Presentation on theme: "The True Story of Ellen & William Craft, Fugitive Slaves By: Florence B. Freedman Mrs. Felecia Prince Tylertown Elementary School Tylertown, MS 4 th Grade."— Presentation transcript:
The True Story of Ellen & William Craft, Fugitive Slaves By: Florence B. Freedman Mrs. Felecia Prince Tylertown Elementary School Tylertown, MS 4 th Grade Two Tickets to FreedomTwo
Two Tickets To Freedom Characters: Ellen, William, the guard, the train conductor, and others Setting: In winter (Dec. 24, 1848) on a train and ferry boat in Virginia, Washington D.C., and Philadelphia. Solution: William and Ellen escape to freedom by planning a daring adventure. Conflict/Problem: William and Ellen are slaves. Story Elements Web
A BIOGRAPHY… Written about the life of a real person. Contains important information about the persons life. Focuses on the important events. Usually told in sequential order. The story contains details about how the person talks, feels, and thinks. Background Information: Ellen was the daughter of a white man and his black slave. Her mixed blood gave her light skin, but she was sold just like any other slave. William and Ellen worked for the same white family and were allowed to get married.
Ellen Craft Ellen disguised herslf as a white man. Ellen disguised as Mr. Johnson
Fugitives: persons who run away Sympathetic: showing kind feelings toward others Asserted: said firmly Abolitionist: a person who wants to end slavery Indignantly: with anger Selection Vocabulary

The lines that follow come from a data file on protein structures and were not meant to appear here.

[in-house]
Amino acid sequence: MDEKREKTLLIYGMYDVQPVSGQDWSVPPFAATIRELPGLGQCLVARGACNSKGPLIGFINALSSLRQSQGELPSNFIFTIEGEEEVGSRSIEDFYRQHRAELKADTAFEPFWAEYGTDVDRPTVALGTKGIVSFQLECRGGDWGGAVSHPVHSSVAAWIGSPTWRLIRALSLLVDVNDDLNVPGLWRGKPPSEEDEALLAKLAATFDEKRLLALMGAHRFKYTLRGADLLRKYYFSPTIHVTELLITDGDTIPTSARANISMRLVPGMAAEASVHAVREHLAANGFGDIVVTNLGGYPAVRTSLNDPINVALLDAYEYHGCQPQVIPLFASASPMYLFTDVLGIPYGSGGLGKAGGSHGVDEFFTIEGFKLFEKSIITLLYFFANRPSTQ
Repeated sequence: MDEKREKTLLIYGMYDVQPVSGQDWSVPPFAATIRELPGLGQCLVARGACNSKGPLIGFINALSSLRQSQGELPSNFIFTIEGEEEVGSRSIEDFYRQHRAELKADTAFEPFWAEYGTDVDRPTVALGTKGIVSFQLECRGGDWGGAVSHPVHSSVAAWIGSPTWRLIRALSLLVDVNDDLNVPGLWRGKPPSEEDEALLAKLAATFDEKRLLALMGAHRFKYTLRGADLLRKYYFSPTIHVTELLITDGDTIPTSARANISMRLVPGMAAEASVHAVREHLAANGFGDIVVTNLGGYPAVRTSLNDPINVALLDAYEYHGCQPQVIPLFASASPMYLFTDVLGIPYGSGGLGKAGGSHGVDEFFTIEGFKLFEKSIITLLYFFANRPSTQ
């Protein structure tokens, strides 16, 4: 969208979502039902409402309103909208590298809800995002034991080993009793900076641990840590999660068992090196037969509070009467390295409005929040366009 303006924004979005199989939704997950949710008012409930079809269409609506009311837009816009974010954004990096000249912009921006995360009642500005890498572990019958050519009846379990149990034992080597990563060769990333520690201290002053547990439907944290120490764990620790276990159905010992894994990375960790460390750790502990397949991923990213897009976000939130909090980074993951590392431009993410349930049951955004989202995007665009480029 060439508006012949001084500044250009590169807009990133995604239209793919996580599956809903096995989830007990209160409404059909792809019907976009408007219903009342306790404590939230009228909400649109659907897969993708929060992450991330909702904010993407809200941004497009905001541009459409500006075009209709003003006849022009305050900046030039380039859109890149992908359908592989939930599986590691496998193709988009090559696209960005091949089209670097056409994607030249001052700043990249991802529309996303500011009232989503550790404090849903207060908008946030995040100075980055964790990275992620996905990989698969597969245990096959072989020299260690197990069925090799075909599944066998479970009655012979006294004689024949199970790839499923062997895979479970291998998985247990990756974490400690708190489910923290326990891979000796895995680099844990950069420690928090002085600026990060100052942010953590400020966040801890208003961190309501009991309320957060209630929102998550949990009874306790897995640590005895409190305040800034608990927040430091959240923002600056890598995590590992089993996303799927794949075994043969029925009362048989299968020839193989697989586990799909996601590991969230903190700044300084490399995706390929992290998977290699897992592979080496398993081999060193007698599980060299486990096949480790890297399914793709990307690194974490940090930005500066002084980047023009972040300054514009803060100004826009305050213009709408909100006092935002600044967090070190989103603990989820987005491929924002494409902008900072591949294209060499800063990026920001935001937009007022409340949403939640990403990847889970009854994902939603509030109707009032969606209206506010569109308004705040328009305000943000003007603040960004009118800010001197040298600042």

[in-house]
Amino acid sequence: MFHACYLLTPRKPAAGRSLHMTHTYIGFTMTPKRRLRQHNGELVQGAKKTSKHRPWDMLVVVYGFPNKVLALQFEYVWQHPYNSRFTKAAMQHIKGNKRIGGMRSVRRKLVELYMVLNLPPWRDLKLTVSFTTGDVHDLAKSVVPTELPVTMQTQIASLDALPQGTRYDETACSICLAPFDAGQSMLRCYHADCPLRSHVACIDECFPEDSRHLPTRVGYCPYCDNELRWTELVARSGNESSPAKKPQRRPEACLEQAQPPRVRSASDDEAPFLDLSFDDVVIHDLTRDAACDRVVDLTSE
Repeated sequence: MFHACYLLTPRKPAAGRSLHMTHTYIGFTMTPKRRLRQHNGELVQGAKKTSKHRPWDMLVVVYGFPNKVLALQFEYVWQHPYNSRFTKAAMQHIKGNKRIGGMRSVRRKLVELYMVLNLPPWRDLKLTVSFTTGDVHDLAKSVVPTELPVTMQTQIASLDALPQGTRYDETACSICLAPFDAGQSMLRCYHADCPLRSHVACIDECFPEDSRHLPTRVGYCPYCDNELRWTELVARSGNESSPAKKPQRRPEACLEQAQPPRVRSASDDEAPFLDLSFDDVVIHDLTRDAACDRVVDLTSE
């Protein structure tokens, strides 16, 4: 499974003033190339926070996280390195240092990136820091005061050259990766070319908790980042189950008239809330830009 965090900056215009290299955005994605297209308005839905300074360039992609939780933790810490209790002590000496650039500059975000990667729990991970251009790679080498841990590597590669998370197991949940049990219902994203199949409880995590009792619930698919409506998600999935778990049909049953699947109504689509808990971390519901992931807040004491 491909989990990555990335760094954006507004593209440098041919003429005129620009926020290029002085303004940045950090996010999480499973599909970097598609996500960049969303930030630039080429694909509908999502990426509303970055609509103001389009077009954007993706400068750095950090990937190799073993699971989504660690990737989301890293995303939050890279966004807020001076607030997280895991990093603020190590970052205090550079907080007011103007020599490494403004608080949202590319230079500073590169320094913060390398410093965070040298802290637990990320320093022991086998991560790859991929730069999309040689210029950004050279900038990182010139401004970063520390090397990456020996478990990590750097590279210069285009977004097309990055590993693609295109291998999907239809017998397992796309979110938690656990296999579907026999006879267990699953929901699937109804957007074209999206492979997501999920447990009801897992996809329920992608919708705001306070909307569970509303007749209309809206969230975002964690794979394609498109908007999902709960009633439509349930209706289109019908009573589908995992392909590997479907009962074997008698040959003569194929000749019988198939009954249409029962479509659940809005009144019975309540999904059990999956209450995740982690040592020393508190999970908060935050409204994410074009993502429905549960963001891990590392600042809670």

Boy- the derogatory use of the word boy to address an adult African-American man is inappropriate language today Underground Railroad- not really a train; but an escape route of safe houses where fugitive (runaway) slaves could sleep and get food on the long journey walking north to freedom consoled- to help by calmly talking or comforting Shant- a contraction used in the past for shall not Ferry- a boat that carries vehicles and passengers across a body of water Other Important Words From the Story
Plot (Chain of Events) William and Ellen, dressed as Mr. Johnson boarded a train and headed to Baltimore. An officer stopped them to tell them that its against the rules to allow any man to take a slave out of Baltimore. Mr. Johnson (Ellen) convinced the officer to allow them to go on. William falls asleep. Ellen was frightened when she could not find William. She thought that he had been captured or killed. She boarded the ferry hoping and praying that she and William would find each other again in freedom. William found Ellen and both were relieved. After reaching Philadelphia, they drove a carriage to the abolitionists boarding house. William and Ellen knelt down and thanked God for His goodness in enabling them to overcome many dangers in escaping.
William and Ellen are FREE!!! With liberty and Justice Justice For All…….